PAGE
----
If I was a better wordsmith or philosopher, I'd go on about how this long exposure reveals something about time passing, and how that ties in with the decaying bits of rocks and all that. But I'm not, I'm an engineer with a penchant for photography - so I have a hard time explaining just what draws me to this particular photo.
But here's what I can say, the weather throughout our 4 day trip around the southwest was probably the only disappointment. It was overcast most of the time, which is great for shooting waterfalls and leafy forest, but a drag for sandstone needing light to emphasis texture and color.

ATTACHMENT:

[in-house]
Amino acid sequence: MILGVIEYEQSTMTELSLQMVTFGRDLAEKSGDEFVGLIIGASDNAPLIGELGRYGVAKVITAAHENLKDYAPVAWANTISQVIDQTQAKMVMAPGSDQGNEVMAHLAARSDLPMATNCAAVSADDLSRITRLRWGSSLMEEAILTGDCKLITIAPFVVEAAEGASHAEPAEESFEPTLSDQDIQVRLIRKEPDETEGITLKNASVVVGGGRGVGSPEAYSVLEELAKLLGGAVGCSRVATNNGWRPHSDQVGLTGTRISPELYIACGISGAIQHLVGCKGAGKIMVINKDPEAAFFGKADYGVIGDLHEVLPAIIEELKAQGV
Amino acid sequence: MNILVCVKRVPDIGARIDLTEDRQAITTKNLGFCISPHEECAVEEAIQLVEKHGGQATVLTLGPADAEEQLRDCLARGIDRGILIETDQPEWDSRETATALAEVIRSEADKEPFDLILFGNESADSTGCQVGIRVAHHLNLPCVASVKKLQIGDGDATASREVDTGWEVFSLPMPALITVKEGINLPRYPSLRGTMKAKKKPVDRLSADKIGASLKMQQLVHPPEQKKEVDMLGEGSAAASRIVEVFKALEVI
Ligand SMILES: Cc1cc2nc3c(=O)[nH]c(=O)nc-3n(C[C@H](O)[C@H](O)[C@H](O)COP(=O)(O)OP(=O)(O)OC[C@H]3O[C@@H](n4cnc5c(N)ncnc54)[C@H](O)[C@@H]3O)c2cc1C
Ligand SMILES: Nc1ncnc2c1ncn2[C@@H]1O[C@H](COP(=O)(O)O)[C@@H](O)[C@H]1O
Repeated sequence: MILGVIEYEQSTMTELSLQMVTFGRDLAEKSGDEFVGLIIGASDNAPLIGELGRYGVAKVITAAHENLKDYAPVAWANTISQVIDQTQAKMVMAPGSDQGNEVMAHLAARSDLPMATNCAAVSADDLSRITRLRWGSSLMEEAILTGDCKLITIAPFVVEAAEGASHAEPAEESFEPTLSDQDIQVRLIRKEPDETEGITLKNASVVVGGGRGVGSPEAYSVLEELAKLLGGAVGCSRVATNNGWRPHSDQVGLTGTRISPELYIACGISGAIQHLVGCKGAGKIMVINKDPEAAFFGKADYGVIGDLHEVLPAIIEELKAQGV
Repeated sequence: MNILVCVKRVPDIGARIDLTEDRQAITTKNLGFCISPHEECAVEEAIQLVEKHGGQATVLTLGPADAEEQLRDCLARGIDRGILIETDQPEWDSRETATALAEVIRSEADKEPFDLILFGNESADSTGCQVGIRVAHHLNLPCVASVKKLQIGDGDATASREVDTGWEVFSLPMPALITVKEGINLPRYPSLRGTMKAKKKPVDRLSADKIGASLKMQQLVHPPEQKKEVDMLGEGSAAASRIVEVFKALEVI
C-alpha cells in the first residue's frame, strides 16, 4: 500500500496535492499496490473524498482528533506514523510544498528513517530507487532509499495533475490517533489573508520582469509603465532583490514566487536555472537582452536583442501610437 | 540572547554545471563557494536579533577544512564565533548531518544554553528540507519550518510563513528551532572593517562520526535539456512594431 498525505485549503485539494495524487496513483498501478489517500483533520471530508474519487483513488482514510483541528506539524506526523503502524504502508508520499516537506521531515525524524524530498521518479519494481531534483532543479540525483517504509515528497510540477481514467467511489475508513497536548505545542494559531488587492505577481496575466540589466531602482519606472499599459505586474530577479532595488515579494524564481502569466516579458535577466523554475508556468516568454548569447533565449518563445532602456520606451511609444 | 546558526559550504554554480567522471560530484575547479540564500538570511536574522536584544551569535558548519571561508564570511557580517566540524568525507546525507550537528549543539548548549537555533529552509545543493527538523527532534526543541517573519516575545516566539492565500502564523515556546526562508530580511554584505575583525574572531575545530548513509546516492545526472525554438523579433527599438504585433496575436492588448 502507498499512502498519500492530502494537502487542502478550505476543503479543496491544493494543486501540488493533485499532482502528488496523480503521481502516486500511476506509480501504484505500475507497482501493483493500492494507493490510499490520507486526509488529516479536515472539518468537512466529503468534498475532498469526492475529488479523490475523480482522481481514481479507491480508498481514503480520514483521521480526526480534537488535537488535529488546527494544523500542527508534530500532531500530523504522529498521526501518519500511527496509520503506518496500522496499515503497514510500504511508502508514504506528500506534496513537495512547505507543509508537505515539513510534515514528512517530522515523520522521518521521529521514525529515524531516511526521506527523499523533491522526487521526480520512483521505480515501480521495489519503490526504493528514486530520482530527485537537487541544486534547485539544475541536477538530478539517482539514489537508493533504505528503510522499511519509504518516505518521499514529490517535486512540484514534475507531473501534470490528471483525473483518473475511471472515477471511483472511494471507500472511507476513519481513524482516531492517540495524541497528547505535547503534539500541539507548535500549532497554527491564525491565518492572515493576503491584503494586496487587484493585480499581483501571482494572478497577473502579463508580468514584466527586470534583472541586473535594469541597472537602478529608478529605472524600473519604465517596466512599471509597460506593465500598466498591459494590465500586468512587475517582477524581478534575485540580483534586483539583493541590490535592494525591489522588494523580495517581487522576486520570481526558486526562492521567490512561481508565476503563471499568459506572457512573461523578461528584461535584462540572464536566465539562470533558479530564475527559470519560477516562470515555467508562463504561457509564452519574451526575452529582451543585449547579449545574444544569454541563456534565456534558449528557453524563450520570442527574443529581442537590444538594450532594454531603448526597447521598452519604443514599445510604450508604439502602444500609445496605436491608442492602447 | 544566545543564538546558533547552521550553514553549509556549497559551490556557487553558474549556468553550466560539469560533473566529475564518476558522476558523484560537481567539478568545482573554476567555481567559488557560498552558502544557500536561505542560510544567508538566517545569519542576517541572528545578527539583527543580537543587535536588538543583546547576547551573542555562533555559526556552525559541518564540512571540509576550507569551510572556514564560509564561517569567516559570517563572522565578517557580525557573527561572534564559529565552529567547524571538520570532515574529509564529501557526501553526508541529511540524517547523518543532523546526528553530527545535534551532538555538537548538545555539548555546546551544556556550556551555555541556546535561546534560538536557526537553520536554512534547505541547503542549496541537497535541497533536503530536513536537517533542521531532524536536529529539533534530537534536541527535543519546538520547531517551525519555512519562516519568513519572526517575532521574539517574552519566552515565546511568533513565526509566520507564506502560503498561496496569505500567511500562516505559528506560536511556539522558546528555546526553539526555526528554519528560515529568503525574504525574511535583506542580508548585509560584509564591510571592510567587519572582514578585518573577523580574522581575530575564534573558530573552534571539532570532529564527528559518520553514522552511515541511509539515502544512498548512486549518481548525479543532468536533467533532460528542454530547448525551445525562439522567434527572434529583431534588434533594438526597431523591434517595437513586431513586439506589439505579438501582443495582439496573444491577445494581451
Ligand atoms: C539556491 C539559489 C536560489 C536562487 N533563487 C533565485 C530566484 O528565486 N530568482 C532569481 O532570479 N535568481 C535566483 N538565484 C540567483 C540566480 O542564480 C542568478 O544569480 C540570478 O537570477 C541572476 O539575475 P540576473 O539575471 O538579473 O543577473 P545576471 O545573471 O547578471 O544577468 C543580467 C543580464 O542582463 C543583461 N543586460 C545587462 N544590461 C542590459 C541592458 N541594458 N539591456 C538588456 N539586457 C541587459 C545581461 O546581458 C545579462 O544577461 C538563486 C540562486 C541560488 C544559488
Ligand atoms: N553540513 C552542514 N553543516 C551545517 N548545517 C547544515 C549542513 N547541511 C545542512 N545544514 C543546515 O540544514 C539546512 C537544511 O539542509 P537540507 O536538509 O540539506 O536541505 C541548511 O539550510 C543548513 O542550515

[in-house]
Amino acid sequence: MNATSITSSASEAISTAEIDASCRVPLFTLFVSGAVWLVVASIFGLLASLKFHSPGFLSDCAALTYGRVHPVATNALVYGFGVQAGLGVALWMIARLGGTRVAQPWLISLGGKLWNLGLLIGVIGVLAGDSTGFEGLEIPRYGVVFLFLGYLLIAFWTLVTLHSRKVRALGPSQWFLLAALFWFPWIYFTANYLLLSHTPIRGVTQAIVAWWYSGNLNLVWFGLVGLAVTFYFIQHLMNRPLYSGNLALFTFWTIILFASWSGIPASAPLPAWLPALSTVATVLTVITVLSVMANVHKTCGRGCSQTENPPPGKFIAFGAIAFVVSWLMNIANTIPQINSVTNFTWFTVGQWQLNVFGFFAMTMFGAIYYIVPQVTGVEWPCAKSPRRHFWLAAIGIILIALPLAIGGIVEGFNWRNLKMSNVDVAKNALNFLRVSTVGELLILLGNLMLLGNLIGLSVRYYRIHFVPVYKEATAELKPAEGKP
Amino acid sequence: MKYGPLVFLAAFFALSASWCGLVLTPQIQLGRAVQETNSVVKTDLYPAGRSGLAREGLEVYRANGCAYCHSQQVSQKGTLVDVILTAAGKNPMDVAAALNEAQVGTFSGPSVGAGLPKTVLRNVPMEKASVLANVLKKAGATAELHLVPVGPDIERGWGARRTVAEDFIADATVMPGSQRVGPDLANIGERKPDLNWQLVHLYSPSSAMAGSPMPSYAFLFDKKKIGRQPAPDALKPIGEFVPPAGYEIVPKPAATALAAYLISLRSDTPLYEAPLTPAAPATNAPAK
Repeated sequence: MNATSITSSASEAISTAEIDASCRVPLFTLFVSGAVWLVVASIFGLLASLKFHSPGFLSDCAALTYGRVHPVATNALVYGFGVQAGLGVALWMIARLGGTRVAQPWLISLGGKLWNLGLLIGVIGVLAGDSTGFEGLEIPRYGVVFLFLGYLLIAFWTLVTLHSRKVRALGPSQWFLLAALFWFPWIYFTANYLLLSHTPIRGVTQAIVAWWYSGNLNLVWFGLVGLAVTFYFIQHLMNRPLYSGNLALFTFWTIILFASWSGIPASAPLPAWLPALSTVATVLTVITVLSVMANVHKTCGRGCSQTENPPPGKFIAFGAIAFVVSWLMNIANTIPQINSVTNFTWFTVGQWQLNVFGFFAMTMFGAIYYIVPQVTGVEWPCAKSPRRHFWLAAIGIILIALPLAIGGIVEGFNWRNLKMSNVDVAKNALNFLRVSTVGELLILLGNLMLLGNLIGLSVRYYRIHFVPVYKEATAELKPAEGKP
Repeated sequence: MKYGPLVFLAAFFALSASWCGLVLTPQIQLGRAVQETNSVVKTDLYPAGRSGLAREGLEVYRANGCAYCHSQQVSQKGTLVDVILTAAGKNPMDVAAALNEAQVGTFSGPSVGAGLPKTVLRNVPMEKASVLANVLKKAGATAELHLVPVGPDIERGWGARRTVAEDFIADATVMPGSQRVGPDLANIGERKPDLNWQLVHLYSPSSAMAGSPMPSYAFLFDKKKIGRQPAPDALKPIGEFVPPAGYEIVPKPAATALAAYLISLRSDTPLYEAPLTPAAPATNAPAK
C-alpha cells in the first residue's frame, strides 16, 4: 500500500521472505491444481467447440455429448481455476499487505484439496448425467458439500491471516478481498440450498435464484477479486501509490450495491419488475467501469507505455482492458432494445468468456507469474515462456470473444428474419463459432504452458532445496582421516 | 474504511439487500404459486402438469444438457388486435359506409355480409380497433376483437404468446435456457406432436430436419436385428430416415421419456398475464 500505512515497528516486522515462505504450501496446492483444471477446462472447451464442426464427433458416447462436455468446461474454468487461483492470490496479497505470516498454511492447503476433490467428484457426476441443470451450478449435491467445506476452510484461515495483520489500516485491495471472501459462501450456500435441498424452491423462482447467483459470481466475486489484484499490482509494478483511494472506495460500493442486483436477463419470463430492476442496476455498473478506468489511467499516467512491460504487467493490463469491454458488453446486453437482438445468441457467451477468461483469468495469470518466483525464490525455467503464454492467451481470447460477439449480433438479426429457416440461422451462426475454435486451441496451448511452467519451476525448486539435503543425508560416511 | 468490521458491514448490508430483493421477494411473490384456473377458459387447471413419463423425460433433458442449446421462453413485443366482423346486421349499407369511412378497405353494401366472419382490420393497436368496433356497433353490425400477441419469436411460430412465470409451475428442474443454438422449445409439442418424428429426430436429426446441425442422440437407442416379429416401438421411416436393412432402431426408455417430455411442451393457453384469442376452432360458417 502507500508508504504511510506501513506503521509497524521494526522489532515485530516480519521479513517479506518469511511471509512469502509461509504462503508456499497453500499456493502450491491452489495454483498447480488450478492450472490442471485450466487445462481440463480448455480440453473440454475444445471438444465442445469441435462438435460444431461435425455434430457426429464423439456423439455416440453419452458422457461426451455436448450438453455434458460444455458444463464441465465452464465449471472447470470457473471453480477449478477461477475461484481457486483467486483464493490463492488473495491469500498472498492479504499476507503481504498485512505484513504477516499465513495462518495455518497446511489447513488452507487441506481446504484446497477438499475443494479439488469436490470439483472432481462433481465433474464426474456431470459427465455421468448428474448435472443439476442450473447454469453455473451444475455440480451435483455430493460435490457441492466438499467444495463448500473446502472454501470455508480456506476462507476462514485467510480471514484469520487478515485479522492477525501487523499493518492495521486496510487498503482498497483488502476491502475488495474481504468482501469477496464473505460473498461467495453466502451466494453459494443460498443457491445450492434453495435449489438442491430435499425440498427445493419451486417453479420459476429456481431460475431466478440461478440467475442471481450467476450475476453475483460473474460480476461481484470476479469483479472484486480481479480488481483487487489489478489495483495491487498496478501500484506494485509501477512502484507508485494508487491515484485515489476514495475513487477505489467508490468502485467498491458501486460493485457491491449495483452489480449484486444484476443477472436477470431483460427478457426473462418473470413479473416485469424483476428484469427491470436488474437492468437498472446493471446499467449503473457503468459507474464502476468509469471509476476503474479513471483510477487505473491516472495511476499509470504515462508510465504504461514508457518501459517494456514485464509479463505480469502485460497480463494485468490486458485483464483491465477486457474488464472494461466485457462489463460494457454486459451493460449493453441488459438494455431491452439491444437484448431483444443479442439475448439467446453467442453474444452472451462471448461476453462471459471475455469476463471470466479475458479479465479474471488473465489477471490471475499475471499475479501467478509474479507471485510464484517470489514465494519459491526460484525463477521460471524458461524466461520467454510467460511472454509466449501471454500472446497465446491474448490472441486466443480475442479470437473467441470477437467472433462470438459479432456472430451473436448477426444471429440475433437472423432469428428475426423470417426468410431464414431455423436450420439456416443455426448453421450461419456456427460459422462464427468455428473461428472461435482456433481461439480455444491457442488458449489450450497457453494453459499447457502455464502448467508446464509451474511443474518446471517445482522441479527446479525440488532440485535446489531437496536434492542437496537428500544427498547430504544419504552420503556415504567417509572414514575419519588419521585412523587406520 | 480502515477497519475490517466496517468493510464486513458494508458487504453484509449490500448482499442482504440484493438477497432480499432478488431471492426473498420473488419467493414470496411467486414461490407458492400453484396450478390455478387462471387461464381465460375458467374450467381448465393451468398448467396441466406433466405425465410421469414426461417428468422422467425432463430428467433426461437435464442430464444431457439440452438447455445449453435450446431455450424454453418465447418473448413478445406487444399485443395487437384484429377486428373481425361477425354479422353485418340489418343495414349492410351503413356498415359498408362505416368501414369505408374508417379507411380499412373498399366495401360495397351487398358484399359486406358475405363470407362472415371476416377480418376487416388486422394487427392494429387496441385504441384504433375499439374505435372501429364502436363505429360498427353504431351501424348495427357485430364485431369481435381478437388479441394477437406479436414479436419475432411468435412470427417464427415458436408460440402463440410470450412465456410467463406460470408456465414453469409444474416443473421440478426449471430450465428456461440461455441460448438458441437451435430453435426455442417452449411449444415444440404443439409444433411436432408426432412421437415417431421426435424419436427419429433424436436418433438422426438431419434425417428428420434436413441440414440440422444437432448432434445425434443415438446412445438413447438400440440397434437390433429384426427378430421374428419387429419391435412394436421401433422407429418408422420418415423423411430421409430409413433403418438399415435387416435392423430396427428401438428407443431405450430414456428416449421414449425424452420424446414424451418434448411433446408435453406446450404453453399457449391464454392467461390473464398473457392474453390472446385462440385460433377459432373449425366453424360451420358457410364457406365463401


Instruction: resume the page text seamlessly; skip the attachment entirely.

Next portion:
So as we did a rapid drive around Monument Valley's 17-mile drive we came to stop near its southern point, between Raingod and Thunderbird Mesas. There was one patch of broken up cloud moving quickly above, like a gash in the overcast sky. I could see the end up the blue sky quickly approaching from the south so I set up pretty quickly with a shot I was envisioning on the drive. I used an ND400 Neutral Density filter to drop the light level by a factor of 8 or 9 stops to capture the movement in the clouds. I shot with a wide lens since we were fairly close this peak at the southern end of this mesa, and wanted to give it the appearance of really towering above us.
For whatever reason, I'm particularly happy with how this turned out - possibly because it was how I was picturing the shot before I stepped out of the car.
Nikon D90 | Sigma email@example.com | f/11 | 10s | Tripod
All text and images © Tyler Westcott, All rights reserved, Unless otherwise noted.